We will enter into Lent next week with the celebration of Ash Wednesday. As Catholics, we receive the ashes on our foreheads within the context of the Holy Sacrifice of the Mass. A priest or other minister places the ashes on our foreheads saying, "remember you are from dust and to dust you shall return." Or, he says, "repent and believe in the Gospel." Ash Wednesday marks the beginning of Lent. It is to remind us that life will pass us by very quickly and that we should live each day for the love of Christ. What better time to reflect on love and self-denial than during this holy time of Lent? Lent spans from Ash Wednesday until sundown of Holy Thursday. Let us prepare ourselves to receive the Risen Christ on Easter Sunday by spending the days of Lent in acts of love- love for others because of our love for Christ.
We are less than 2 weeks away from our annual Lenten journey. Lent is my favorite Liturgical season. It is my favorite because of it's simplicity, yet it's complexity. Lent is stripped down and raw. It is a 40 day journey of fasting and prayer that will unite us with Christ's suffering and passion.
We will soon be entering into an period known as "Shrovetide." Shrovetide is the pre-Lenten time in which the faithful attend confession and discern what they feel spiritually called to do during the Lenten season of fasting, prayer and almsgiving. During our short 40 days of Lent, the faithful will strengthen their bond with Christ. Lent is about more than giving up something, it is about spending 40 days in spiritual renewal.
It is no mistake to find the common thread of "40" throughout the Bible. For instance, Exodus 34:28 tells us that Moses spent 40 days with our Lord on Mount Sinai. With his time spent in fasting and prayer, Moses was preparing himself to receive the Ten Commandments. Another example, of course, is Matthew 4:2 that tells us about Jesus spending "40 days and 40 nights" in the desert where He spent His time in fasting and prayer before beginning his public ministry. In 2012, Pope Benedict XVI said that during Jesus' 40 days in the desert, "he nourished himself with the Word of God, which he used as a weapon to conquer the devil." Notice that both the Old Testament (Moses) and the New Testament (Jesus) are parallel figures. Both Moses and Jesus spent 40 days in prayer and fasting before their pivotal moments in history. The pivotal moment for Moses was bringing down the tablet from Mount Sinai with the Ten Commandments emblazoned upon it. Jesus' pivotal moment in this case was (is there only one?!) His public ministry.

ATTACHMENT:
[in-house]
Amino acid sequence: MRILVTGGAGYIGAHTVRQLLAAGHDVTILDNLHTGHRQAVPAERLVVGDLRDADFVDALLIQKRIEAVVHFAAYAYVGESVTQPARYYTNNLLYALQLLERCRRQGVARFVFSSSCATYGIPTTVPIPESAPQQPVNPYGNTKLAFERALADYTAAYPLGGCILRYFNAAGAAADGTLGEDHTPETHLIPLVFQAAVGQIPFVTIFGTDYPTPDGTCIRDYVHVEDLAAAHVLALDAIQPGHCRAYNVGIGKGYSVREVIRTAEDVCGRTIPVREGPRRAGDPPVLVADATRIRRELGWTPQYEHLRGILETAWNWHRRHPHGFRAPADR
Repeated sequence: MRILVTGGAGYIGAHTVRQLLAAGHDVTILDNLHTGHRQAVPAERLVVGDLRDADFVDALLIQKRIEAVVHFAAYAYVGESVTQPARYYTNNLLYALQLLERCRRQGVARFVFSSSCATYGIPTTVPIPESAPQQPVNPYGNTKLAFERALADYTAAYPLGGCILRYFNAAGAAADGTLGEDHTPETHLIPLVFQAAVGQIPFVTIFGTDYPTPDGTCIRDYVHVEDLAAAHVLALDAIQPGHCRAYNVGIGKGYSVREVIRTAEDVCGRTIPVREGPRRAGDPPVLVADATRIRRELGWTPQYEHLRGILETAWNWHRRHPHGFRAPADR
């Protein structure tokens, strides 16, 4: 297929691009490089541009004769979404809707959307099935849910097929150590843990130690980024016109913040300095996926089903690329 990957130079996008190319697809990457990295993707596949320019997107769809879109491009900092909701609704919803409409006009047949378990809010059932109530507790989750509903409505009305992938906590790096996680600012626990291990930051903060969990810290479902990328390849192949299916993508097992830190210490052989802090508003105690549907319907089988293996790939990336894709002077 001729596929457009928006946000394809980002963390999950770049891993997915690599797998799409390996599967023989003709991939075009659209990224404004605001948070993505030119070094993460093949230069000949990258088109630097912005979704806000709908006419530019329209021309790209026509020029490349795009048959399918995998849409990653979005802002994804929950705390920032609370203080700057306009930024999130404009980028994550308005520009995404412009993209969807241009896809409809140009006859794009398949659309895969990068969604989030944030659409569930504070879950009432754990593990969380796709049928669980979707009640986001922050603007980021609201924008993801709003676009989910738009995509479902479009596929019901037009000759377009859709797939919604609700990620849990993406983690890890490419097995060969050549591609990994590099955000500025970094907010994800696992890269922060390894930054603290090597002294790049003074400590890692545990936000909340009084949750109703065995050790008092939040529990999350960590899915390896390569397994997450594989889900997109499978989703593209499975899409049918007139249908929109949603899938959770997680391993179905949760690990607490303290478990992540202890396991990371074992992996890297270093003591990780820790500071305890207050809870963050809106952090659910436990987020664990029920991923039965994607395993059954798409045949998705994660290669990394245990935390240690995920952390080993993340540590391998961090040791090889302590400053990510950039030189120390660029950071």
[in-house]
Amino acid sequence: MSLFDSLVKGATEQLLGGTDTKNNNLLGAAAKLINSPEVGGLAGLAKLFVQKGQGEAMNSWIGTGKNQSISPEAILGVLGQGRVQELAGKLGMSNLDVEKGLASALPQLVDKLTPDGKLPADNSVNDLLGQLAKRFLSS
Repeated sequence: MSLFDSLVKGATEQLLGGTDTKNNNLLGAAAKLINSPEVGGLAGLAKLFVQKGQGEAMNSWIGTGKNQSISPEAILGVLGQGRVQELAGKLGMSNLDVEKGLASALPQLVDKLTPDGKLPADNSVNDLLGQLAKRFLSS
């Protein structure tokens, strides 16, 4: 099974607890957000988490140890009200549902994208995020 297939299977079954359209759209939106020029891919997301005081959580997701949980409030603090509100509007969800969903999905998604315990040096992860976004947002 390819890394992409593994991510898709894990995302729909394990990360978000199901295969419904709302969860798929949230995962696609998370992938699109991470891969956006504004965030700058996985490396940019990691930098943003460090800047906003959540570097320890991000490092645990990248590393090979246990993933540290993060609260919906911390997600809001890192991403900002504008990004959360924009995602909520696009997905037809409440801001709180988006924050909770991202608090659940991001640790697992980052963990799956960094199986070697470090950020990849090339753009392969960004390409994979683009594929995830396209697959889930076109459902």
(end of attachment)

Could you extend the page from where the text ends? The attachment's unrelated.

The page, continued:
Moses and Jesus spent 40 days in fasting and prayer, strengthened by the Word of God- whether it be the burning bush or the Jewish scrolls known to us as the Old Testament. The Word of God can and will nourish us, too. God is drawn to our suffering, especially when we offer our suffering up out of love for Him.
During Noah's time, it rained for 40 days so that God could renew the Earth. Scripture couldn't be more obvious that 40 days is needed to renew and strengthen the faithful- every year.
Whether we abstain from social media, read a chapter of the Bible every day, donate money in a "rice bowl," God will see us. He knows our hearts. God will know if we are prepared to enter into the 50 day Liturgical season of Easter with purified hearts and a renewed spirit.
Galatians 5:16-26 tells us to "walk by the spirit... for the flesh desires what is contrary to the spirit... The acts of the flesh are obvious: sexual immorality, impurity, debauchery; idolatry and witchcraft; hatred, discord, jealousy, fits of rage, selfish ambition; drunkenness and the like. those who live by acts of the flesh will not inherit the Kingdom of God."
Step it up. Step up your usual Lenten practices. Renew your Lenten season! In order to correct an immoral sin, choose to do its opposite. Instead of gossiping about someone, pray for them. To avoid immorality, spend time in adoration/spiritual meditation- see the Spiritual Exercises of St. Ignatius Loyola.
In my family, we ask for a Lenten Family Chore from our parish priest. My husband and I will participate in spiritually renewing exercises. We will also teach our children about almsgiving. Prayer, fasting and almsgiving are central to the Lenten season, however, they are the cornerstones of the Catholic Church.